While on an expedition to Mussolini's Italy, young American Martin Padway is struck by lightning. When he comes to, he discovers himself to have been inexplicably transported to the waning days of the Roman Empire. Quickly realizing that he has no hope of returning home, Padway resolves to prop up the flagging Western Empire and stave off the approaching dark ages. But is he politically astute enough to handle the destructive forces within and without Rome?
L. Sprague De Camp's "Lest Darkness Fall" is justly considered a classic of science fiction. It's a time travel story, but it is also cited by many as an early example of the alternate history genre. So its influence cannot be understated.
De Camp is not aiming for gravity, which is probably a good thing. The book is a breezy, plot-driven adventure, not a meditation on history. Padway is a well-developed character, if perhaps a little TOO competent and resourceful. Upon realizing his predicament, Padway hunts up the basics, including a dwelling and a source of income, first with brandy, and then with a newssheet. However, Padway makes a quick jump from brandy merchant and printer to power-broker with surprising speed and confidence. He manipulates royalty and leads battles, surprising himself with his ruthlessness. While De Camp's story flirts with implausibility, it never enters the realm of ridiculous.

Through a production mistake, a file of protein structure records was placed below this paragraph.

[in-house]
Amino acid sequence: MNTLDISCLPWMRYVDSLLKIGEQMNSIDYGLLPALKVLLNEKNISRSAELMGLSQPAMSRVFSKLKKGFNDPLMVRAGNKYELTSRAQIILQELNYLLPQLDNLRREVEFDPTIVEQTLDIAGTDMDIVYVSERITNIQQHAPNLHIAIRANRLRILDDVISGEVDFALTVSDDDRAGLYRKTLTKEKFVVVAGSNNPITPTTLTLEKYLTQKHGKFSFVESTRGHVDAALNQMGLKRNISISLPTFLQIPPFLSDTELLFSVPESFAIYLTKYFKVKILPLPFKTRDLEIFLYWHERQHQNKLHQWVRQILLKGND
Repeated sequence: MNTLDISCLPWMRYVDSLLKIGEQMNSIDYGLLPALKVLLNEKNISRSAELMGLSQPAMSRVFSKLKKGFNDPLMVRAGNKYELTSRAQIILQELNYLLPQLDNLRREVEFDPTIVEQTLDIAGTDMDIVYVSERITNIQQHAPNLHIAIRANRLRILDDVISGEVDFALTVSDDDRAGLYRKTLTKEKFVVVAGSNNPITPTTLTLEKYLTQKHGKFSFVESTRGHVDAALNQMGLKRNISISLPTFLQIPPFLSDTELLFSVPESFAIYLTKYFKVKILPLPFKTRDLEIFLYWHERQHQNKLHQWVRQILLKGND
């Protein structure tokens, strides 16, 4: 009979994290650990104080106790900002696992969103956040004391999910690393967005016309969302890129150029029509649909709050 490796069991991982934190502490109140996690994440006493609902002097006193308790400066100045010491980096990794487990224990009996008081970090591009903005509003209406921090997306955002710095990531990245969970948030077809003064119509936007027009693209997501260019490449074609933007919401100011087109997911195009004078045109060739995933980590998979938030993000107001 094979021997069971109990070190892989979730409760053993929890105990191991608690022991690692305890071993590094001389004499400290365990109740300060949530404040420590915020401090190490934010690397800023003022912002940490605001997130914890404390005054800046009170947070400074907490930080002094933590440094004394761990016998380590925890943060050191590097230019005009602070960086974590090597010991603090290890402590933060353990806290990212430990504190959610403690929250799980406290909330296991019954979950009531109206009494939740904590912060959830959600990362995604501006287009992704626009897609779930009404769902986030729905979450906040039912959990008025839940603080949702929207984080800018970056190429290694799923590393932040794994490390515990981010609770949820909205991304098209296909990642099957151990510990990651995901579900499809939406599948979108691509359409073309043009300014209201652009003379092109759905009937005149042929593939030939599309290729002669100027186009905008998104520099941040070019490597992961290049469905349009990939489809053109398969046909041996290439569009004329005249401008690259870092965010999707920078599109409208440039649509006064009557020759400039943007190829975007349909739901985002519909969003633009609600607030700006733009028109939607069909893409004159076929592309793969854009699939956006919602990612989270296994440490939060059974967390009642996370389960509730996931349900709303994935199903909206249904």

The supporting characters are generally likeable archetypes, like the banker who speaks to God, the formerly-rich soldier who has been reduced to acting as Padway's bodyguard, the senile monarch, and so on. They serve the story and Padway's quest. Moreover, while De Camp knows the history of the era, he opts for broad strokes, acknowledging the fractured nature of Christianity, the tension between West and East, and the multi-cultural state of Rome at this time. It's probably for the best, as this isn't a treatise on the fall of Rome, but a story about Padway. Nonetheless, the reader may feel slightly adrift in generally unfamiliar era.
"Lest Darkness Falls" is a book that satisfies the reader's desire for a good adventure, if not the desire for brain-food. It's an entertaining tale, and is worth reading on its own merits, as well as an artifact of sci-fi.